The Mozart Faction

Mariyon Slany

Definite sense of community in this nine cast member performance that ultimately hails singing.
The Mozart Faction

Victoria Dixon, left, Steven Hounsome, Briana Dunn, Callum Yardley, Daniel Wilson, Valerie Henry, Susan Veart, Elouise Martin and Karl van Zwol in The Mozart Faction presented by Melville Theatre Company.


The Mozart Faction is directed by Siobhan O’Gara who has had a 20 year history in Perth’s community theatre but this marks her first occasion working with the Melville Theatre Company.  She was asked for a locally written play and recalled seeing The Mozart Faction put on by Red Ryder Productions and written by Kate Rice at the Blue Room Theatre 10 years ago.  Rice trained at VCA and studied playwriting at NIDA.  Having not seen the original production there are no comparisons to make however the original did win the Blue Room People’s Choice award in 2007.  

The premise of the play is that the neighbour is sick of the community choir singing next to him for the past 10 years and storms in threatening them with a gun.  The siege concludes with a slightly more focused (hence better and more in tune) version of Mozart’s ‘Requiem’, the one he supposedly composed in anticipation of his own death.  As one choir member puts it ‘The choir is a Mozart Faction and like labour voters, a doomsday cult’.

The acting was moderately good and the nine member cast work well together, as you might expect with an amateur theatre group – but some individual wooden performances did impact the overall flow.  There did not seem to be quite enough action for the a full cast of nine; so ‘pauses’ such as a tea break in the midst of a gun stand-off seem a little contrived, none more so than when making awkward social conversation with the bloke who had just been threatening you with a gun –but this may mark the play as a parlour farce.  

Light and sound design was by Lars Jensen and the stage was bare with unpainted props, ladders and plastic chairs all placed randomly to denote the rehearsal (usually unseen) space. 

Steven Hounsome as Wolf the irate neighbour is quite riveting, but I suspect we were constantly waiting for the next set of swear words to come out of his mouth (that seem to characterise his more bogan portrayal) which somewhat distract from his more genuine stage presence.  Several of the other cast members are memorable; Susan Veart for her professional singing and of course she is cast as the Prima Dona soprano Anne Marie which didn’t seem such a great stretch. Valerie Henry as Shirl the choir organiser/cup of tea maker/put upon background worker showed the longevity of her involvement with the Company with being so convincing in the role.  Daniel Wilson as Morris, the sought after tenor was both tender and amusing in his acting. The amateur choir beset by all the petty politics of humans getting together in a group with the ‘steppers and the stepped-on’ was totally convincing.  But it felt like more could have been made of that in the build-up before the gunman. The arrival of the dissenter, Hounsome as Wolf, waving a gun around and making threats felt too sudden. The pressure was ramped up immediately and perhaps better pacing in the writing would have stretched this moment out to create more of a mystery play.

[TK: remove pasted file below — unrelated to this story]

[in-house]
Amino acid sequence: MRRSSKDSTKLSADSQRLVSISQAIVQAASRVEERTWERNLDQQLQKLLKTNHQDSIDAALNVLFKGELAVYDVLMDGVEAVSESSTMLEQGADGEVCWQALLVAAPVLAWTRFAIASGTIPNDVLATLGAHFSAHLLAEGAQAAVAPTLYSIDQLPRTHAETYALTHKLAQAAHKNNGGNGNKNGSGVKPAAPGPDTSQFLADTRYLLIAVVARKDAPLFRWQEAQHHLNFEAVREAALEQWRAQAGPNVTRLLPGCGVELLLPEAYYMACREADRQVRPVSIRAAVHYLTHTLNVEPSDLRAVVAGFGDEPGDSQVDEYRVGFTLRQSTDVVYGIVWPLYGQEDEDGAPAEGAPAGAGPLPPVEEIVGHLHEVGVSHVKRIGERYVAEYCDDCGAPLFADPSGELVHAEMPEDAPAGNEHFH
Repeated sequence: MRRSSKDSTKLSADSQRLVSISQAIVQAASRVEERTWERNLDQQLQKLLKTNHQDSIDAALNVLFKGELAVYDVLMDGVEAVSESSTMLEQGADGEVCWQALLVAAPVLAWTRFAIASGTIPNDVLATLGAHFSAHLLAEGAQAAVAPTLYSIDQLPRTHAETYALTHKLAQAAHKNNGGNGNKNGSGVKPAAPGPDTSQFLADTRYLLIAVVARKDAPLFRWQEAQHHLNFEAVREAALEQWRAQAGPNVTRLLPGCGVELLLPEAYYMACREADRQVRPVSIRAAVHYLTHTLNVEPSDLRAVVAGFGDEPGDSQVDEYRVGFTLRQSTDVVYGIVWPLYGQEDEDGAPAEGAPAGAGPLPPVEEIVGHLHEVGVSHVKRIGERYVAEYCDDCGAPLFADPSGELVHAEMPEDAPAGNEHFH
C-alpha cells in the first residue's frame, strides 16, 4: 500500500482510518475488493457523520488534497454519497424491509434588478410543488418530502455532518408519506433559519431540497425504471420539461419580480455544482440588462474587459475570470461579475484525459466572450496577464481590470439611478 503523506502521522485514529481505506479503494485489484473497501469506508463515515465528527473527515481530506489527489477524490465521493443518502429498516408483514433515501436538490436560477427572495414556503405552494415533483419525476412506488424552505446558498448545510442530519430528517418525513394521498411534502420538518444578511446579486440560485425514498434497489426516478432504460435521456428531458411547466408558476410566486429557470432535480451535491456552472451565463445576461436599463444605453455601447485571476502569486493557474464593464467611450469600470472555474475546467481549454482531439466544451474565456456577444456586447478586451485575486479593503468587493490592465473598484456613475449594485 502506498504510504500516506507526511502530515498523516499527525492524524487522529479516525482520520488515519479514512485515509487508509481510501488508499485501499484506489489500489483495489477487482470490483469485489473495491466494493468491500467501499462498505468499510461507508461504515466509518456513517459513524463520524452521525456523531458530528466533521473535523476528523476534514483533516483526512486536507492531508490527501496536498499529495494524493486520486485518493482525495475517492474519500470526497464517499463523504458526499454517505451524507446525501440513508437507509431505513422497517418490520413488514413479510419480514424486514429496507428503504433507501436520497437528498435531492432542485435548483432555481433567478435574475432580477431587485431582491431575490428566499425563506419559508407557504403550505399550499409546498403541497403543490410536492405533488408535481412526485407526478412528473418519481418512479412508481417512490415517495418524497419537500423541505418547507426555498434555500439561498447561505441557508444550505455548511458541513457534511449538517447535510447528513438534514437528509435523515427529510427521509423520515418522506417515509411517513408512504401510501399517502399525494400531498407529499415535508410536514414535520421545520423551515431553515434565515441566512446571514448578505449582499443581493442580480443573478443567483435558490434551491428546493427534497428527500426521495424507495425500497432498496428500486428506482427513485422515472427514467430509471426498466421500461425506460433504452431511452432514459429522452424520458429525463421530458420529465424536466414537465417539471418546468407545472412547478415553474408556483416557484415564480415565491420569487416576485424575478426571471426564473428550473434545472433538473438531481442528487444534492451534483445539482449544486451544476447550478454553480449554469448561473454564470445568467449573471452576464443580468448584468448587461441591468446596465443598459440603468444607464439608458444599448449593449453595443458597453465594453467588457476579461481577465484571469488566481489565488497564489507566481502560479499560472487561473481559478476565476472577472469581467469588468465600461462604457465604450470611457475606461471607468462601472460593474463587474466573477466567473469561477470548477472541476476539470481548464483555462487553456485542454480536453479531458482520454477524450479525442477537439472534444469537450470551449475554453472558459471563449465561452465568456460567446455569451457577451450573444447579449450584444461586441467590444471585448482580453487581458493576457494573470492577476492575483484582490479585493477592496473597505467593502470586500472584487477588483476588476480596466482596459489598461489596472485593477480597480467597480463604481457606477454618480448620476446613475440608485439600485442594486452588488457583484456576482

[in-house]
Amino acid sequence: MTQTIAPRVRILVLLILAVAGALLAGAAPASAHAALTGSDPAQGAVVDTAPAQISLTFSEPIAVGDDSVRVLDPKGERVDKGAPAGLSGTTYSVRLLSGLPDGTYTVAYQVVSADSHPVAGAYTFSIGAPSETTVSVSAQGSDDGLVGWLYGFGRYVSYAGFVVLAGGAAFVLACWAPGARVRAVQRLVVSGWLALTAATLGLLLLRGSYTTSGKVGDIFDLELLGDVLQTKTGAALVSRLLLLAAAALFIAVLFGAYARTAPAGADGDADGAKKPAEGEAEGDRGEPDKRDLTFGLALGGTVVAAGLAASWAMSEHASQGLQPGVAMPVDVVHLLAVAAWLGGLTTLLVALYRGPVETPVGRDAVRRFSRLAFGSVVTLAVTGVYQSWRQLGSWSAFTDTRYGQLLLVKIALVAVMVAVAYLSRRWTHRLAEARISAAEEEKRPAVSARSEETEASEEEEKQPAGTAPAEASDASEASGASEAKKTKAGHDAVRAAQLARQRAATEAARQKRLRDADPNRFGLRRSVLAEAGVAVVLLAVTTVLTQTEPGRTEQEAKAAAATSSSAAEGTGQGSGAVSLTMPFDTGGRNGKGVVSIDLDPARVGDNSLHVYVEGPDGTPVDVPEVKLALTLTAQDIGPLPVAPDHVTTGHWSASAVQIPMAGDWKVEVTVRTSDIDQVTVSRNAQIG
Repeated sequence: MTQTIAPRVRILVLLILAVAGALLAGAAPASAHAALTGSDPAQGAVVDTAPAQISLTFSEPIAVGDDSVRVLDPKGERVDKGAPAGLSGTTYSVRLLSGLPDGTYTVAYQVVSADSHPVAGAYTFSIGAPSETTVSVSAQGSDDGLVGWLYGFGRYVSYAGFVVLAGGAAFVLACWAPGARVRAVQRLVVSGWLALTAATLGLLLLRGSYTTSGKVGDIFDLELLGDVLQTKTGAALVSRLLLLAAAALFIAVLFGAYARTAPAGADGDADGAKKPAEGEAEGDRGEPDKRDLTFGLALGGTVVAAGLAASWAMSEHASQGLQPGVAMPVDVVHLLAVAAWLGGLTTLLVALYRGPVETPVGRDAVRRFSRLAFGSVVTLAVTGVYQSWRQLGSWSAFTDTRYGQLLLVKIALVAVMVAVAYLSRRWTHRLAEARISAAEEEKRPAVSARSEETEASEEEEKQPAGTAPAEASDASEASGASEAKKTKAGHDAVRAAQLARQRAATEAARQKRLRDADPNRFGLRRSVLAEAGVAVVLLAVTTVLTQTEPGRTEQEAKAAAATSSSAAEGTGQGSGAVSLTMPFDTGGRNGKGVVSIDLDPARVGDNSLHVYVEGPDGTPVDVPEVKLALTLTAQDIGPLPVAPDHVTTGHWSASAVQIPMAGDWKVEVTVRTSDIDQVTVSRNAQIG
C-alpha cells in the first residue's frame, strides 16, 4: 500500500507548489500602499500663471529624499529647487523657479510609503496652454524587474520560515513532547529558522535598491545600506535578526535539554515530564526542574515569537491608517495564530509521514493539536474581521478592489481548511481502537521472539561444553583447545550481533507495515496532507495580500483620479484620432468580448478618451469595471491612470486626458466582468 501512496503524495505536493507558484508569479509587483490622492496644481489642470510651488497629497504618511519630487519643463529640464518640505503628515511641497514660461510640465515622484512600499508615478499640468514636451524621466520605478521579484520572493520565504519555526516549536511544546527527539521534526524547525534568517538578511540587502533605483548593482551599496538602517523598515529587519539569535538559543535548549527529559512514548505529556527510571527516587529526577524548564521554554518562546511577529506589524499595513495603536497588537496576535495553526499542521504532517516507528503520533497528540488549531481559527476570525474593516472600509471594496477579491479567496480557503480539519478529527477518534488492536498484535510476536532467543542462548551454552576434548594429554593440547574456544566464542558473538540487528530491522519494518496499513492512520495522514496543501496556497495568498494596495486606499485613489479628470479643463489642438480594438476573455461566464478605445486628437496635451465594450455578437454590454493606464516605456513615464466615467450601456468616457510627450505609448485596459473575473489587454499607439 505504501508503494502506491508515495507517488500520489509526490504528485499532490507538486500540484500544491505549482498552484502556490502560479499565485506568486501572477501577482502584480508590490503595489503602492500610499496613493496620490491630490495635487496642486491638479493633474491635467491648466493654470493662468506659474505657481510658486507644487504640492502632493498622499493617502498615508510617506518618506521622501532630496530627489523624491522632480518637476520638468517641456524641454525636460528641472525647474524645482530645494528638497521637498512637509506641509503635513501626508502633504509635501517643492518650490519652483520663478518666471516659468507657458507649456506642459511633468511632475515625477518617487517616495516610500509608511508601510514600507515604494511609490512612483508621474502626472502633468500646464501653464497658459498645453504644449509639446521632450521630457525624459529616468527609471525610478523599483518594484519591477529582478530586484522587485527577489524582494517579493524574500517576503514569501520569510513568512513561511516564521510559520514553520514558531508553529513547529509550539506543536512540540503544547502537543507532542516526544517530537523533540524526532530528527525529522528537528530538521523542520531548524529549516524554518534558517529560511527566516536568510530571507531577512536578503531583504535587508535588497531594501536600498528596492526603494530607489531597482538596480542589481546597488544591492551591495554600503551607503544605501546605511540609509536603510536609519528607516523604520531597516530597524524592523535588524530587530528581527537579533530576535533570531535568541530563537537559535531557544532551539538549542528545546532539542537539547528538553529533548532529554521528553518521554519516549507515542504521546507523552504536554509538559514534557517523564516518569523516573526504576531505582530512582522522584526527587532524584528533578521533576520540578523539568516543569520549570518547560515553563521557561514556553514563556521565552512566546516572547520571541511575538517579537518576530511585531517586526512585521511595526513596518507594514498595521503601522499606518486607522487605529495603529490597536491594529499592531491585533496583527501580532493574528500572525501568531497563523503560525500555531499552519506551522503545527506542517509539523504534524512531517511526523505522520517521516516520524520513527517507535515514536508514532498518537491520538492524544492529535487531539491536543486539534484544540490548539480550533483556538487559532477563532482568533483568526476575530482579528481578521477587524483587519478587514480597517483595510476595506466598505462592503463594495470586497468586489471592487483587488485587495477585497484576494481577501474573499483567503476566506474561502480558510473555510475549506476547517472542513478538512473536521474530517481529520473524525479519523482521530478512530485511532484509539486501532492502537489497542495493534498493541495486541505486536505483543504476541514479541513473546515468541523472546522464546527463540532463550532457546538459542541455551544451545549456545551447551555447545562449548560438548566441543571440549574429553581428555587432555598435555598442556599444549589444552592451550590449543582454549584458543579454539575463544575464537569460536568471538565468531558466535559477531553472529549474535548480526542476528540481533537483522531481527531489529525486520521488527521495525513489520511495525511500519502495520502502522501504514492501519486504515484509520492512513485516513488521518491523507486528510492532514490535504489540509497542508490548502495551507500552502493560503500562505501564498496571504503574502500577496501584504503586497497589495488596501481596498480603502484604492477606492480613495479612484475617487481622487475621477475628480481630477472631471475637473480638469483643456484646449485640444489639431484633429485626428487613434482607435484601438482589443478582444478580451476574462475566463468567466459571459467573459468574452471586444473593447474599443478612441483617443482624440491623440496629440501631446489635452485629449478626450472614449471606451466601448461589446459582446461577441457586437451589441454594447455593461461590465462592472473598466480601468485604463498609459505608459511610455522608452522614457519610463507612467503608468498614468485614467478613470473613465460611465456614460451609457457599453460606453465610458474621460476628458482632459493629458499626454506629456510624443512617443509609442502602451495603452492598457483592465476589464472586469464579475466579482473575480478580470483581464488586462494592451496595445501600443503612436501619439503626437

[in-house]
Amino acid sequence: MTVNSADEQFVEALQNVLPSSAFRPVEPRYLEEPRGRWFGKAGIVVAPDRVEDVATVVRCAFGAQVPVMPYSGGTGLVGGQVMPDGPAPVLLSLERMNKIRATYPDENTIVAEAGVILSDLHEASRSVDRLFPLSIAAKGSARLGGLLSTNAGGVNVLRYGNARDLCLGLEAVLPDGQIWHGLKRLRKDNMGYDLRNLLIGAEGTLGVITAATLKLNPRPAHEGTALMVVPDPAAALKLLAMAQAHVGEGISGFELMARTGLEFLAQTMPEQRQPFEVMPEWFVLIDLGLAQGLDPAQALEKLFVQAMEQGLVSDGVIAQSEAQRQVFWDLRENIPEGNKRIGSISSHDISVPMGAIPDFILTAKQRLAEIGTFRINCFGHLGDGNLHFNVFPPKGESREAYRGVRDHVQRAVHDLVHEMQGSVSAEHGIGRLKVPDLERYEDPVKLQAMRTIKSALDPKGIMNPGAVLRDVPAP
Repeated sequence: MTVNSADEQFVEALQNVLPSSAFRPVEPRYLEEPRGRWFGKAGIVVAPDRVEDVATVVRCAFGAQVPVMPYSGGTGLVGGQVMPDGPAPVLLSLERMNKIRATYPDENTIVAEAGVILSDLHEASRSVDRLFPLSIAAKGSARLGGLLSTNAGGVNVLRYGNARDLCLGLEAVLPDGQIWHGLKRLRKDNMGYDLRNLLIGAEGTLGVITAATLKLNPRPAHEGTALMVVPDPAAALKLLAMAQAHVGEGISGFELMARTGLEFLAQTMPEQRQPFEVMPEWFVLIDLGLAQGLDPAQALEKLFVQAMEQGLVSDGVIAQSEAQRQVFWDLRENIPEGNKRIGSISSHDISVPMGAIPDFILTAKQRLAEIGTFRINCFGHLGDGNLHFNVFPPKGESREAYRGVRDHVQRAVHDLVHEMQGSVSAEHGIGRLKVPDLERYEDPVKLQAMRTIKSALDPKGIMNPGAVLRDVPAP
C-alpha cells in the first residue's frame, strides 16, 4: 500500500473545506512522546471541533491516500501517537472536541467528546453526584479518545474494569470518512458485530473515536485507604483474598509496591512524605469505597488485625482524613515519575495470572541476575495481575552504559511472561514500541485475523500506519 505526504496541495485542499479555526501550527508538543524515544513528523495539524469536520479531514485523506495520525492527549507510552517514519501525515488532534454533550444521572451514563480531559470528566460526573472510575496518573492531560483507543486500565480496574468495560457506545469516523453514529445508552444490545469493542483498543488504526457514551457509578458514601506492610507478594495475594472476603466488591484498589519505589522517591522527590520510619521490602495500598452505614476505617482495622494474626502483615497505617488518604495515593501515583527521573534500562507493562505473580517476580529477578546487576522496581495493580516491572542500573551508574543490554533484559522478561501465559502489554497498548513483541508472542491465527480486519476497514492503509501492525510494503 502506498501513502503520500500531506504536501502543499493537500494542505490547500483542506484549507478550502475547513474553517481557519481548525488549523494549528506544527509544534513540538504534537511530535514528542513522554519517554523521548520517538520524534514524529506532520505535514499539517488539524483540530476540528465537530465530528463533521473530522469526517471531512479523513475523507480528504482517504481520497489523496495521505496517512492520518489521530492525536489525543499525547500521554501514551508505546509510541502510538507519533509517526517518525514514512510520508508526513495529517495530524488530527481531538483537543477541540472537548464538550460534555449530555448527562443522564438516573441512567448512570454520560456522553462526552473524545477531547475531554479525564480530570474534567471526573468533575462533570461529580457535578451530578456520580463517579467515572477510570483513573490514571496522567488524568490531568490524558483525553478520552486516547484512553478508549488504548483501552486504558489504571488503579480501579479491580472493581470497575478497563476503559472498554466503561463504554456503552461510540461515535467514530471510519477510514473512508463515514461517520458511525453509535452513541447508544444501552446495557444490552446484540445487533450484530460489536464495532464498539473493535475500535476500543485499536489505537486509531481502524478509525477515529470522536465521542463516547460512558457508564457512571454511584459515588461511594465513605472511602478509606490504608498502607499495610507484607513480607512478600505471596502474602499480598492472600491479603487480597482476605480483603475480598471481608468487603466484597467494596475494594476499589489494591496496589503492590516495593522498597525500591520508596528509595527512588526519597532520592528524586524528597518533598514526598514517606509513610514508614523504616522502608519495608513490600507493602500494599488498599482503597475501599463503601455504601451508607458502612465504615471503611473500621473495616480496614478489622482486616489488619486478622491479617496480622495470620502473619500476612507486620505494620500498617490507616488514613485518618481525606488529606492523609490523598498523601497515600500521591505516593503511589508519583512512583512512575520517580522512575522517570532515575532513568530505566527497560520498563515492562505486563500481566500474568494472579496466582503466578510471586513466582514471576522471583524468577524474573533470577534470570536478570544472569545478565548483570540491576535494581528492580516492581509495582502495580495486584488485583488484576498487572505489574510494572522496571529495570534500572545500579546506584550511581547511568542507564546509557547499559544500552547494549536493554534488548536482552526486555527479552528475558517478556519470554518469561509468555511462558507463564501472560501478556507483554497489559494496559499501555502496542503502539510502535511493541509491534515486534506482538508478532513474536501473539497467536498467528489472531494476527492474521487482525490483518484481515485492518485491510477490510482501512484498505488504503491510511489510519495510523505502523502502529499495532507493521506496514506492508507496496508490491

Good musical direction by Janice Miller-Eves ensures that we get both the out of tune dispirited singing through to the full anguish of the ‘Lachrymose’ in the final moments, suddenly more a thing of beauty.  The writing illustrated the argument for being a lover of classical music (‘in my day you were sat down until you liked it’) to a type of class struggle about what musical choices you like.  There were indications of the community choir taking the place of family connections as those structures become less firm in all our communities.  The insight this play offers is being privy to the passions of suburban people involved in music-making who may also incite others to take drastic action in their dislike of the artform.

The central idea that beautiful music can convince even the most hardened rock music cynic is a good one as our ordinary choir sing their hearts out in ‘Lachrymose’.  Like the ‘doomsday cult’ wit, there were a couple of funny references.

 The cliché that music is 'pure' is mentioned, but like any art form it is subjective, and Wolf’s belief in the rock chant ‘Evie’ condemns this choir to a siege and ends up with him demanding that they forsake all singing – certainly the harshest punishment any of us wish to endure.

Rating: 3 stars out of 5

The Mozart Faction

Directed by Siobhan O’Gara
Written by Kate Rice
Performed by Valerie Henry, Victoria Dixon, Briana Dunn, Elouise Martin, Callum Yardley, Karl van Zwol, Daniel Wilson, Susan Veart and Steven Hounsome.
Music Direction by Janice Miller-Eves
Light and Sound Design by Lars Jensen
Melville Theatre Company, 393A Canning Highway, Palmyra at 8.00pm. 8th and 13th – 15th, 20th – 22nd April 2017

What the stars mean?
  • Five stars: Exceptional, unforgettable, a must see
  • Four and a half stars: Excellent, definitely worth seeing
  • Four stars: Accomplished and engrossing but not the best of its kind
  • Three and a half stars: Good, clever, well made, but not brilliant
  • Three stars: Solid, enjoyable, but unremarkable or flawed
  • Two and half stars: Neither good nor bad, just adequate
  • Two stars: Not without its moments, but ultimately unsuccessful
  • One star: Awful, to be avoided
  • Zero stars: Genuinely dreadful, bad on every level

About the author

Mariyon Slany runs her own communications and art consultancy. Her formal qualifications in Visual Arts, Literature and Communications combine well with her experience in media and her previous work as WA’s Artbank Consultant for her current position as Public Art Consultant.